German leader will visit Moscow as diplomatic breakthrough remains elusive

Moscow, Russia Updated: Feb 13, 2022, 11:30 PM(IST)

German Chancellor Olaf Scholz addresses a joint press conference with Lithuania's President, Estonia's Prime Minister and Latvia's Prime Minister before talks in Berlin Photograph:( AFP )

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Ahead of the visit, a German official said Scholz would be 'actively urging for dialogue,' in which concrete steps toward de-escalation would be discussed

A day after President Joe Biden warned President Vladimir Putin of Russia that the costs of an attack on Ukraine would be severe, there was no indication that tensions were easing. Foreign embassies continued to withdraw nonessential staff, nations urged their citizens to leave the country, and the Russian military buildup in the region showed no signs of slowing.

While President Volodymyr Zelenskyy of Ukraine urged calm, and Russia continued to deny that it is planning to invade its neighbor, weeks of frenzied diplomacy showed little sign of progress.

Still, efforts to defuse the crisis are continuing, with Chancellor Olaf Scholz of Germany planning to travel to Kyiv, Ukraine’s capital, on Monday and Moscow on Tuesday.

“It is our job to ensure that we prevent a war in Europe, in that we send a clear message to Russia that any military aggression would have consequences that would be very high for Russia and its prospects, and that we are united with our allies,” Scholz told the upper house of the Bundestag, Germany’s Parliament, on Friday.

Ahead of the visit, a German official said Scholz would be “actively urging for dialogue,” in which concrete steps toward de-escalation would be discussed. While the German delegation would put its threat perception on the table, the official said the visit was aimed at gaining “a better understanding of Russia’s goals” and Scholz would be open to initiating a broader discussion about “Russian grievances.”

Berlin is viewed with skepticism by many in Ukraine for not providing military weapons to aid in its defense as other NATO allies have. Ukraine’s ambassador to Germany complained Sunday about “German hypocrisy” on Twitter, noting that Berlin sells materials to Russia that can increase weapons production.

Last week, Scholz traveled to Washington, where he met Biden in a key attempt to shore up the alliance between the United States and Europe’s most powerful economy. Biden vowed that a lucrative gas pipeline project connecting Russia and Germany, Nord Stream 2, would be halted if Moscow invades Ukraine.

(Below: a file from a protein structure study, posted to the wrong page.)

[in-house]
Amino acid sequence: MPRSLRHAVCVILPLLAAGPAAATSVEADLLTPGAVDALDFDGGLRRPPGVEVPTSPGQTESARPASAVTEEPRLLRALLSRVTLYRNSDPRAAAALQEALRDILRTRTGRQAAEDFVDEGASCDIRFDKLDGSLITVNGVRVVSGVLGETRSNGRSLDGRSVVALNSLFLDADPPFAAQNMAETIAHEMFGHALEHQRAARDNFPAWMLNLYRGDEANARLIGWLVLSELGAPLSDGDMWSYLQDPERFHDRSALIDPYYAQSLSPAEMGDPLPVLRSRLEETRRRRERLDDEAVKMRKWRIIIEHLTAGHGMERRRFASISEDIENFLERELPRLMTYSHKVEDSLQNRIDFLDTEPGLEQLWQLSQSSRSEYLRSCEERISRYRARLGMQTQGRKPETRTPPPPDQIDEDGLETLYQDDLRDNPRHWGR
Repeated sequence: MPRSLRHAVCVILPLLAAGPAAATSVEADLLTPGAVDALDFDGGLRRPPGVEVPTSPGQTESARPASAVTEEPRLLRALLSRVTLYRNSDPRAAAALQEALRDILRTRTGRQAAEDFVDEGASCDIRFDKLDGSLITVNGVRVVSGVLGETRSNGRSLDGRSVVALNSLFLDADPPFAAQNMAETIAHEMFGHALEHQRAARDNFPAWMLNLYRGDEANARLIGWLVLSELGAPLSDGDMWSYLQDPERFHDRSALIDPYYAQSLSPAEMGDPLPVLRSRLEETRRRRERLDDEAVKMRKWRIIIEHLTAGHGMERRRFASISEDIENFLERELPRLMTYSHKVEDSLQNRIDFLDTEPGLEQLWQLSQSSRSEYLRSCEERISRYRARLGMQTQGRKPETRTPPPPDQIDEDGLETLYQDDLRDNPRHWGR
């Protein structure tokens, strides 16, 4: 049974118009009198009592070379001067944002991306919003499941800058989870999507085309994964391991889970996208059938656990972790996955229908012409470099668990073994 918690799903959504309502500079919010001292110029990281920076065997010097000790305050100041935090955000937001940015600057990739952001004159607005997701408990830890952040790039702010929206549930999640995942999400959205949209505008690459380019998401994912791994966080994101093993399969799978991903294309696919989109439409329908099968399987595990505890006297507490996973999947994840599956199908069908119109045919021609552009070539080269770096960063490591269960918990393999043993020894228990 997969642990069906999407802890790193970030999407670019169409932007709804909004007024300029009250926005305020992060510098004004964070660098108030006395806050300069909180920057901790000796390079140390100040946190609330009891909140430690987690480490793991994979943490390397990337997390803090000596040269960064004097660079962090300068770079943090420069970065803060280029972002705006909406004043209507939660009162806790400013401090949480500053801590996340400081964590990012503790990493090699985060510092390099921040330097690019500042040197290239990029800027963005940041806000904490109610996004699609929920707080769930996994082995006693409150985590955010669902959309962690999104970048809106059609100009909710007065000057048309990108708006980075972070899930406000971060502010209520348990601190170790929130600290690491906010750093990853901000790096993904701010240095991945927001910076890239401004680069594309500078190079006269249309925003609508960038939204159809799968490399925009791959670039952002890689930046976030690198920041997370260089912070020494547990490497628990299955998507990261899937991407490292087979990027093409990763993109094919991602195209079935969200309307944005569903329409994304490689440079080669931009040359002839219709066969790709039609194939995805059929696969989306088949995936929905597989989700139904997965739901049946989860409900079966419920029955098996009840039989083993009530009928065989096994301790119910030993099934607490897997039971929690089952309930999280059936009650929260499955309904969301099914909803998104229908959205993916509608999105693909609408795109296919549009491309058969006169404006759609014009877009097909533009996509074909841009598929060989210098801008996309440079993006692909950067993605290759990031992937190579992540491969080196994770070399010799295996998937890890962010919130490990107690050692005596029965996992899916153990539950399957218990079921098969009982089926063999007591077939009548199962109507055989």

Scholz has not explicitly said the pipeline will be canceled in the event of an invasion, but Biden said the two countries were crafting their policies “in lockstep.”

Scholz’s Social Democratic Party has historically favored strong ties between Germany and Russia and has struggled to develop a coherent stance in dealing with Putin. But German President Frank-Walter Steinmeier, who rose to political prominence as a member of the party, was unequivocal in his criticism of the Russian troop buildup. Reelected Sunday to a second five-year term, he warned Putin not to “underestimate the power of democracy” in his acceptance speech.

“We are in the midst of a military conflict, a war in Eastern Europe,” Steinmeier said. “Russia is responsible for that.”

He appealed directly to Putin, calling on him to “untie the noose around Ukraine’s neck and join us in finding a way to preserve peace in Europe.”

Ben Wallace, the United Kingdom’s defense secretary, criticized Western efforts at reaching a diplomatic solution with Russia as “appeasement” in an interview with the Sunday Times.

Western officials estimate that Russia has massed more than 130,000 troops on Ukraine’s northern, southern and eastern borders, which Wallace said was enough to “launch an offensive at any time,” something he said was “highly likely.”

While the menacing military buildup around Ukraine has been roundly criticized by most Western governments, Putin has found support in some other autocratic leaders.

Brazil’s populist president, Jair Bolsonaro, is expected to arrive in Moscow on Tuesday, the same day as Scholz, for a meeting with Putin. The visit is seen as part of Putin’s attempt to shore up his alliances with Latin American countries that have traditionally been close to the United States.

Bolsonaro, whose approval rating is at a low ahead of elections this year, said Saturday that he did not intend to raise the issue of a Russian invasion of Ukraine.

“We ask God that peace reign in the world, for the good of all of us,” he said in a radio interview.

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